The Bottom Line

Though pasta may have once been considered completely off the table for those on a gluten-free diet, there are now plenty of options available.

Be sure to opt for products that are certified gluten-free and double check the ingredients label to avoid cross-contamination and adverse side effects.

Additionally, keep intake in moderation and pair your pasta with other nutritious ingredients to maximize potential health benefits and maintain a well-rounded diet.

Reposted with permission from our media associate Healthline.

EcoWatch Daily Newsletter

Farms with just one or a handful of different crops encourage fewer species of pollinating and pest-controlling insects to linger, ultimately winnowing away crop yields, according to a new study.

Up to half of the detrimental impacts of the "landscape simplification" that monocropping entails come as a result of a diminished mix of ecosystem service-providing insects, a team of scientists reported Oct. 16 in the journal Science Advances.

Monocrop palm oil plantation Honduras.

SHARE Foundation / Flickr / CC BY-NC 2.0​

"Our study shows that biodiversity is essential to ensure the provision of ecosystem services and to maintain a high and stable agricultural production," Matteo Dainese, the study's lead author and a biologist at Eurac Research in Bolzano, Italy, said in a statement.

It stands to reason that, with declines in the sheer numbers of insects that ferry pollen from plant to plant and keep crop-eating pests under control, these services will wane as well. But until now, it hasn't been clear how monocultures affect the number and mix of these species or how crop yields might change as a result.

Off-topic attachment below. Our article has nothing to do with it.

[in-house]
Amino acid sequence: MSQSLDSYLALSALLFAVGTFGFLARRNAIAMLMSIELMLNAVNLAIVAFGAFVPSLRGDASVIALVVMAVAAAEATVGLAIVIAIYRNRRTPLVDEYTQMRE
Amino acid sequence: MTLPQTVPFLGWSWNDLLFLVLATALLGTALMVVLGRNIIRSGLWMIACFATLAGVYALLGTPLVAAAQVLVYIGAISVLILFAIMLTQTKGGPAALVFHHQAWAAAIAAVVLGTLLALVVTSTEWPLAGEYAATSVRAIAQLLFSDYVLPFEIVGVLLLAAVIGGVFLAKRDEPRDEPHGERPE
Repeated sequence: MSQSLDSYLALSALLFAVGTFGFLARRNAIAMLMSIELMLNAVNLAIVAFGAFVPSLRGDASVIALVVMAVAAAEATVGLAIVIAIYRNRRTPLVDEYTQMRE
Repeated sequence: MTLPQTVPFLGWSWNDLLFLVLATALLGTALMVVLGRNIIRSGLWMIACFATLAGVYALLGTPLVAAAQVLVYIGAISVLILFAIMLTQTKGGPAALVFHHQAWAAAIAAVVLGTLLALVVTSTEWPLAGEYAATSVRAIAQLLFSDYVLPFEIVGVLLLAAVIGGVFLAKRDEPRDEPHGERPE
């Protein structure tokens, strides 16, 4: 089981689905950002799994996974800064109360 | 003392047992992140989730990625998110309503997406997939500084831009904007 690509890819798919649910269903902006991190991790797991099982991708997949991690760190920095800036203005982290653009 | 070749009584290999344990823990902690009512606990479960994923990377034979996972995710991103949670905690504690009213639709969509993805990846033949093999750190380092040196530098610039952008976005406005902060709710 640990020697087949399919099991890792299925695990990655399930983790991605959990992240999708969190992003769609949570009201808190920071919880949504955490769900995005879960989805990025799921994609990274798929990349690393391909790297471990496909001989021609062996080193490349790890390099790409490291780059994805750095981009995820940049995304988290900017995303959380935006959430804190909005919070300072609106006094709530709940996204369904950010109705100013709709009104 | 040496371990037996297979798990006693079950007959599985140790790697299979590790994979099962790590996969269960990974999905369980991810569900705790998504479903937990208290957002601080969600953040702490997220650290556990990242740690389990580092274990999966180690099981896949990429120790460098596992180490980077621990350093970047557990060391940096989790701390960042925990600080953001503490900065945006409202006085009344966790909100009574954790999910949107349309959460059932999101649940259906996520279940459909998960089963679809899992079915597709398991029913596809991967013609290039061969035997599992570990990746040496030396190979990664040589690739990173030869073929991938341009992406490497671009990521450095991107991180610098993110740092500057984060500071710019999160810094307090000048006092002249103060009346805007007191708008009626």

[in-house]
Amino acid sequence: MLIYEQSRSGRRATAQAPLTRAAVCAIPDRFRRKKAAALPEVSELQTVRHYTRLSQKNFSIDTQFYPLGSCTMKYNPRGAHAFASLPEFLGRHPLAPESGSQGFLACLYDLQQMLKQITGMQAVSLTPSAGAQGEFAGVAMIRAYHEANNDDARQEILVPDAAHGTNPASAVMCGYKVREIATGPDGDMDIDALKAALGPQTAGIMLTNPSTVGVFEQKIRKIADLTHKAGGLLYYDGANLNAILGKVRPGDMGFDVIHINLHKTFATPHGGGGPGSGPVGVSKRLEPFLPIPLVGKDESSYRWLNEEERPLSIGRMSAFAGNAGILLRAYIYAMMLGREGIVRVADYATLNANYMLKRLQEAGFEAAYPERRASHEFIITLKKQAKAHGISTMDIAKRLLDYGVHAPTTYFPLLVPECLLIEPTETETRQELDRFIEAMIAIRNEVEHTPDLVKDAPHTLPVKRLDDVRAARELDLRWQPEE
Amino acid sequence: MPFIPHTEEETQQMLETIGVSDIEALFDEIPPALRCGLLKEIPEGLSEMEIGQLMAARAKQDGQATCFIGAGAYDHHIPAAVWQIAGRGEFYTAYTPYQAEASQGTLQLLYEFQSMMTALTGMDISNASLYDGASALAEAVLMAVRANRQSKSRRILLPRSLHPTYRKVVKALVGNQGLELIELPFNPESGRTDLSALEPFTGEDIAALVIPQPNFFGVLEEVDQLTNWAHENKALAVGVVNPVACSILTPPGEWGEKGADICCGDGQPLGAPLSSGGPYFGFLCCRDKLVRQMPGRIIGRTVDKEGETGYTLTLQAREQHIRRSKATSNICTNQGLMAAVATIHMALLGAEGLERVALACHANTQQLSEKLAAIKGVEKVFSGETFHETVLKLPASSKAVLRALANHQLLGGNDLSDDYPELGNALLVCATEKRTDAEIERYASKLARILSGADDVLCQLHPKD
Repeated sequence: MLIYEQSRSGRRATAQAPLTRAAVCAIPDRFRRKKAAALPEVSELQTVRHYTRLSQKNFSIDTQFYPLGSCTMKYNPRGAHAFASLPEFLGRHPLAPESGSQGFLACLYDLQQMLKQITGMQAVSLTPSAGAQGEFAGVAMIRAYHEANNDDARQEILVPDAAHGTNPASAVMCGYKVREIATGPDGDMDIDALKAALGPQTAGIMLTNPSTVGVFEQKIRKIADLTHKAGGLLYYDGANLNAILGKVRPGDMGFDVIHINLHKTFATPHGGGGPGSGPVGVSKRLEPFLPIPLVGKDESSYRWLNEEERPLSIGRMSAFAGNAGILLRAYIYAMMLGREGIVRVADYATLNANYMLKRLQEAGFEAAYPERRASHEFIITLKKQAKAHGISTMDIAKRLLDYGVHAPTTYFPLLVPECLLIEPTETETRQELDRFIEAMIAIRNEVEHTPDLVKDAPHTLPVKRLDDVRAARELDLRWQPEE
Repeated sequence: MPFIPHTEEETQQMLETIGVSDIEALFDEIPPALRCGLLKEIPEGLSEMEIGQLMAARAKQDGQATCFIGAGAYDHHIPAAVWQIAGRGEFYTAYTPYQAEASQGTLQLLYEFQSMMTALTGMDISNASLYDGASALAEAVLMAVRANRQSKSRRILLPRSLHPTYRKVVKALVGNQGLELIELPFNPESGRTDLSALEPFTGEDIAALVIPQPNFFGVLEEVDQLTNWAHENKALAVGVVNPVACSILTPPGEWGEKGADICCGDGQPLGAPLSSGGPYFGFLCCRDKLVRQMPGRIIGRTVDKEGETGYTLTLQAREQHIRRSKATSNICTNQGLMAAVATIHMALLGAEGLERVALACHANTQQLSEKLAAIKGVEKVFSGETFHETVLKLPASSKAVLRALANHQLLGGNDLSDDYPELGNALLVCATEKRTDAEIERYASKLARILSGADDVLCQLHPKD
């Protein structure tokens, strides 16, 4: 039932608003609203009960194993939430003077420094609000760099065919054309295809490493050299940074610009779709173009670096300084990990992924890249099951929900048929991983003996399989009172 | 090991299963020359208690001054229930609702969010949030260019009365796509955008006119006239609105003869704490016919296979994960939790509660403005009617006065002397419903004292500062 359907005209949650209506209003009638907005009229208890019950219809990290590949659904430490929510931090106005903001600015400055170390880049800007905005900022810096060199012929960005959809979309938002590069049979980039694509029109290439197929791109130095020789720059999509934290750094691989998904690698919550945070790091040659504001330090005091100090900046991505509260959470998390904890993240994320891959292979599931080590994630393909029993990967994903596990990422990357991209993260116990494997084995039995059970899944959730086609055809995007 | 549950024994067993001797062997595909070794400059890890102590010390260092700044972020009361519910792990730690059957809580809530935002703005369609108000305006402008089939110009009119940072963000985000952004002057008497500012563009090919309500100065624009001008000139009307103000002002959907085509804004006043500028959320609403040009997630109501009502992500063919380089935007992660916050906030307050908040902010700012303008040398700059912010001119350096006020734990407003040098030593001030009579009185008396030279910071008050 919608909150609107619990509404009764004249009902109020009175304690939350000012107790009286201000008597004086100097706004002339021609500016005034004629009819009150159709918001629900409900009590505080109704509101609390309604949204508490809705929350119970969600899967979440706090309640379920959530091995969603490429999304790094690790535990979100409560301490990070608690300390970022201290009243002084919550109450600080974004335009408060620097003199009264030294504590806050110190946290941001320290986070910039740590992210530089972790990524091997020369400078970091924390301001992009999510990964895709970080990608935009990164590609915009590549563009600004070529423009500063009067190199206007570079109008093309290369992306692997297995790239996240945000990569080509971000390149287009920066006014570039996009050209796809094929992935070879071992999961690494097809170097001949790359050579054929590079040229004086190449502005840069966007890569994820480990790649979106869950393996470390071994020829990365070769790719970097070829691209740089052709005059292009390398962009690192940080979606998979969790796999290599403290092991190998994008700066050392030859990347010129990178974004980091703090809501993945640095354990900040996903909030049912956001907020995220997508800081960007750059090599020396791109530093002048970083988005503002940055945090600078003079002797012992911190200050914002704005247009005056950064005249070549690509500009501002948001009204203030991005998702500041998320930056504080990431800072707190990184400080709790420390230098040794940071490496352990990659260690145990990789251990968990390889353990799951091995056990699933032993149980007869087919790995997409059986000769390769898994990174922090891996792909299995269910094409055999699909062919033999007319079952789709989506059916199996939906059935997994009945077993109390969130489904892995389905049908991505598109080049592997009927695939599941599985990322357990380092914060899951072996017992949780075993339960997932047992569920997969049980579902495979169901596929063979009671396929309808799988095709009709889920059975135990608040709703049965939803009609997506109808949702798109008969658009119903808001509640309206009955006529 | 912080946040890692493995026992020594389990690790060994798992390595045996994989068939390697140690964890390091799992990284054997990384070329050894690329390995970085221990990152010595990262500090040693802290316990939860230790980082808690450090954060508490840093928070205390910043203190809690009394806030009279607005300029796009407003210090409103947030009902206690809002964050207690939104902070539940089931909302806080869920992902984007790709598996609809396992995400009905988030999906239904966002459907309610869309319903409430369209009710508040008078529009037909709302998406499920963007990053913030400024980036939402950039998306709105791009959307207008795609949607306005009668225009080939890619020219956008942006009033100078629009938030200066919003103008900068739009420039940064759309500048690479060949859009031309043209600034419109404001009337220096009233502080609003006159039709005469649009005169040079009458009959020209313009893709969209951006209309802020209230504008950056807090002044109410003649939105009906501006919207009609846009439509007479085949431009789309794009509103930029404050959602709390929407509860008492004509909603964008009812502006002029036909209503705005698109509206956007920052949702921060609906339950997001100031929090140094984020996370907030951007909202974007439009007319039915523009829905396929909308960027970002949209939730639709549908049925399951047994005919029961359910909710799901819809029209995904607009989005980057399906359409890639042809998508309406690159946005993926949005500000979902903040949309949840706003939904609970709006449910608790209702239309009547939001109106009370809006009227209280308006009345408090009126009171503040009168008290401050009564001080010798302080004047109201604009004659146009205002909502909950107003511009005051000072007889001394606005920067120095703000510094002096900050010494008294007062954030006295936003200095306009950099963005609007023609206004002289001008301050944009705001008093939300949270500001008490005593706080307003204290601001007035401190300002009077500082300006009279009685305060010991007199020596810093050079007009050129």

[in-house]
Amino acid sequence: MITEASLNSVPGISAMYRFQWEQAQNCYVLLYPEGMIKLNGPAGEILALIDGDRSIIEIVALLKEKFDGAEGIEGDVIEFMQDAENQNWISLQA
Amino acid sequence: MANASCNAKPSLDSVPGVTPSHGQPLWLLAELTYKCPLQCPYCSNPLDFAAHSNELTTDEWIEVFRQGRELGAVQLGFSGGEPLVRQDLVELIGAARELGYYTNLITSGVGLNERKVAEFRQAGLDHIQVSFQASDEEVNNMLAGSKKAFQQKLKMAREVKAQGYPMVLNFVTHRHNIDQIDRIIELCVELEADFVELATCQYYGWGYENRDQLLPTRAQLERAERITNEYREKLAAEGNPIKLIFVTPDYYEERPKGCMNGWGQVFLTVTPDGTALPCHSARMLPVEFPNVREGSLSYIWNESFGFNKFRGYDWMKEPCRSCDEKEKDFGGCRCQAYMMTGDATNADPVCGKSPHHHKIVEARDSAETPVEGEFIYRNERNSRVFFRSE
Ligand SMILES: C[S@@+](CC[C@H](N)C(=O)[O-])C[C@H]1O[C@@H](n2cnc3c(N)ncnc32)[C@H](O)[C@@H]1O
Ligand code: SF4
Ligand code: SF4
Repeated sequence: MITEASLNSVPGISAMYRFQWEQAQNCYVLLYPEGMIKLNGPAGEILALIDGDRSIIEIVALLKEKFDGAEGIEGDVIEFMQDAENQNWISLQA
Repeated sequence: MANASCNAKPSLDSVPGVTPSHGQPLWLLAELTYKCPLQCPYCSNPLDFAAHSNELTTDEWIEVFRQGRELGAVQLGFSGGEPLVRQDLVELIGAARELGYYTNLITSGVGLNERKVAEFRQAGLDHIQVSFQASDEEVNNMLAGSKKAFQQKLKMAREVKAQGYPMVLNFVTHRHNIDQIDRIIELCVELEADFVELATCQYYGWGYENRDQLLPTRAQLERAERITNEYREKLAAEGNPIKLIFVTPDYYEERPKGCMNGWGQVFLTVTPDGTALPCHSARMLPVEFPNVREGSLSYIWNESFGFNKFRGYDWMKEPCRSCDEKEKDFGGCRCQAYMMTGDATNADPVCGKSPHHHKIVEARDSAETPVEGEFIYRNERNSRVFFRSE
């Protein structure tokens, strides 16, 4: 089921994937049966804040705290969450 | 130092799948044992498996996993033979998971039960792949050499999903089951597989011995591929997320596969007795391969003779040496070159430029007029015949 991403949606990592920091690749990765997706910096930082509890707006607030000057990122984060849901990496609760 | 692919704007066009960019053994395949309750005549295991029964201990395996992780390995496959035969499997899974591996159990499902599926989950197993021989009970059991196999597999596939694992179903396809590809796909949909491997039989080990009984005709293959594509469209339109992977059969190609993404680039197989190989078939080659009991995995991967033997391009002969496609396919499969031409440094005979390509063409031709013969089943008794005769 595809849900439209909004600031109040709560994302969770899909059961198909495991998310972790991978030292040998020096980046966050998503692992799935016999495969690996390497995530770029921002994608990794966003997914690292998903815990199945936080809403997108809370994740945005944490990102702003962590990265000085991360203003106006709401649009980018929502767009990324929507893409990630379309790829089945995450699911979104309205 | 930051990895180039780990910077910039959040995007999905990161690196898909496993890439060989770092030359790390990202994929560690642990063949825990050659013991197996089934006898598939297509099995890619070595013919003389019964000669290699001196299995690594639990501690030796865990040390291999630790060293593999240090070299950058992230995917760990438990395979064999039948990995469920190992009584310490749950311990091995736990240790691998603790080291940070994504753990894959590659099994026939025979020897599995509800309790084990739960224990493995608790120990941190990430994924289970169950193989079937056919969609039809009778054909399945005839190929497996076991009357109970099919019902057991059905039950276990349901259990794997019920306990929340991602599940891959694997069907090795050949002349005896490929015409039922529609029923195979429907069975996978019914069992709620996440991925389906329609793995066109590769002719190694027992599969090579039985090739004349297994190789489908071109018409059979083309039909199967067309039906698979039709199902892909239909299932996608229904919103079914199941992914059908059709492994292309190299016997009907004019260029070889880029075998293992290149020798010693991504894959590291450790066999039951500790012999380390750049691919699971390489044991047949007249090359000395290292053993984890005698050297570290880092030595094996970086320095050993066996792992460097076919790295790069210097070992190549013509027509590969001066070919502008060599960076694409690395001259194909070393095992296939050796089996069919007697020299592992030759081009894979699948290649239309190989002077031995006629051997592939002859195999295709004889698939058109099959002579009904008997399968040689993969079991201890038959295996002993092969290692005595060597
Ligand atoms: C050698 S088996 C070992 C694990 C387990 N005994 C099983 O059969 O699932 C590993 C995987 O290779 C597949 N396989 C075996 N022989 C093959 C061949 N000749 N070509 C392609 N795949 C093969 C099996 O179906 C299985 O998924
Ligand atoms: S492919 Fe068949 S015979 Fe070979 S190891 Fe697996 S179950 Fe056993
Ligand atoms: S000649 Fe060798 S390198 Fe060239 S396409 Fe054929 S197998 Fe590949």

Aiming to solve these questions, Dainese and his colleagues pulled together data from 89 studies cutting across a variety of landscapes, from the tropics of Asia and Africa to the higher latitudes of northern Europe. They tabulated the number of pollinating and pest-controlling insects at these sites — both the absolute number of individuals and the number of species — along with an assessment of the ecosystem services the insects provided.

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The researchers also looked at a third measure of the makeup of insect populations — what they called "evenness." In natural ecosystems, a handful of dominant species with many more individuals typically live alongside a higher number of rarer species. The team found as landscapes became less diverse, dominant species numbers dwindled and rare species gained ground. This resulting, more equitable mix led to less pollination (though it didn't end up affecting pest control).

"Our study provides strong empirical support for the potential benefits of new pathways to sustainable agriculture that aim to reconcile the protection of biodiversity and the production of food for increasing human populations," Ingolf Steffan-Dewenter, one of the study's authors and an animal ecologist at the University of Würzburg in Germany, said in the statement.

The scientists figure that the richness of pollinator species explains around a third of the harmful impacts of less diverse landscapes, while the richness of pest-controlling species accounts for about half of the same measure. In their view, the results of their research point to the need to protect biodiversity on and around crops in an uncertain future.

"Under future conditions with ongoing global change and more frequent extreme climate events, the value of farmland biodiversity ensuring resilience against environmental disturbances will become even more important," Steffan-Dewenter said.

Reposted with permission from our media associate Mongabay.